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A School to Learn by School of Architecture, Chinese University of Hong Kong, Hongdeng Village, Guangxi

Emerging Architecture Awards 2010: Highly Commended

This project provides essential new teaching space for residents of Hongdeng village, home of the Red Yao ethnic group of Guangxi Province in south-west China. In the past, village children were sent miles away from home to be educated in remote places that removed them from their cultural roots at a very young age. The new buildings have not only brought more coherence to the children’s daily routine, but have also provided employment for villagers who had previously worked in the city.

Learning from local customs, the architects identified three core preoccupations. Firstly, the school was hand-built using traditional technologies and locally sourced materials, promoting a commitment to sustainability and self-maintenance by the villagers. Secondly, the project sought inspiration from traditional architectural expression, while advancing efficiencies of timber frame techniques and modular space planning. Thirdly the project gave form to the principle of good stewardship, through the reuse of recycled materials and the exploitation of natural daylighting and ventilation.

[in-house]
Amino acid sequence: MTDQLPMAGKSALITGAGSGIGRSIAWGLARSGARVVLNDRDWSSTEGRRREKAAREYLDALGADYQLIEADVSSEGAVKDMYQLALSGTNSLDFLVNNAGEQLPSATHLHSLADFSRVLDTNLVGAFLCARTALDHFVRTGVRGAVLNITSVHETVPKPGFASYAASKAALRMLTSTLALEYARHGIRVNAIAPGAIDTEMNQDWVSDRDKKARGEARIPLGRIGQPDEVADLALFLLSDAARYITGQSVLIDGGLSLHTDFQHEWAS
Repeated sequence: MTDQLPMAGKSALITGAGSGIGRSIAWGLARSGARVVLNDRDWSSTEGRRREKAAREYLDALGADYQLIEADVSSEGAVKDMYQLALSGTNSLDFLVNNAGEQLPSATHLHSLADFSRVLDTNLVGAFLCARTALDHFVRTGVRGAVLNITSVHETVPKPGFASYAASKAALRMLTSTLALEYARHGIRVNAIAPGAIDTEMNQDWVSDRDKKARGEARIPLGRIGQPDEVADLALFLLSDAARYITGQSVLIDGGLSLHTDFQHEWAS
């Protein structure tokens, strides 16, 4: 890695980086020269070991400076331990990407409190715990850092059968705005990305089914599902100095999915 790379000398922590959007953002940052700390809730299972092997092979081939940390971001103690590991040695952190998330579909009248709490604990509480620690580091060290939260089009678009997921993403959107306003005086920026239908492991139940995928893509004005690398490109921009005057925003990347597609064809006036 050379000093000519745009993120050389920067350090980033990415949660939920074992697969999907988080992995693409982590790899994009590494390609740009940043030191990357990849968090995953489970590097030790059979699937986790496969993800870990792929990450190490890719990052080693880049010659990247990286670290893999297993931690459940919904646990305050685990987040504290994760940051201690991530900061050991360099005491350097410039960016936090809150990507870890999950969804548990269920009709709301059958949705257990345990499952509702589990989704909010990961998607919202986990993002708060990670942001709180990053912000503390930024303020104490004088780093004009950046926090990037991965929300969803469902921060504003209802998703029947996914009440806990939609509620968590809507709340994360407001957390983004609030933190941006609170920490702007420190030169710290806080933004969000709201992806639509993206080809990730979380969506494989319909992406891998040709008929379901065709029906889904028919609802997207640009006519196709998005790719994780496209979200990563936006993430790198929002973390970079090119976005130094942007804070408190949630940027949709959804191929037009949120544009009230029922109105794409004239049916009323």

A School to Learn by School of Architecture, Chinese University of Hong Kong

A School to Learn by School of Architecture, Chinese University of Hong Kong

The crescent form is the most overt expression of these aspirations, the result of a year of research into local building technology, mapping of the village plan, and investigations into the villagers’ culture and daily routines. Through a series of workshops with the locals the architects configured the spaces in two crescent blocks, creating the central community courtyard, usefully summarising in their 1+1=3 equation of good design. While the building’s standalone form is somewhat conspicuous, raising concern among the jury about how it had changed the morphology of the village, on balance it was felt that enough of the place’s original charm had been successfully translated into the new structures and that the social contribution it would make was beyond any doubt.

Architect School of Architecture, The Chinese University of Hong Kong, China
Project team Nicolas Yeung, Fuping Wong, Ricco Chan, Claire Fu, Crystal Kwan, Grace Kwong, Kay Li, Tracy Mok, Jilly Tang, Kin Wu, KarenKiang, Louis Yim
Design advisor Edward Ng
Structural Consultant Ivan Markov
Photographs Keith Chau

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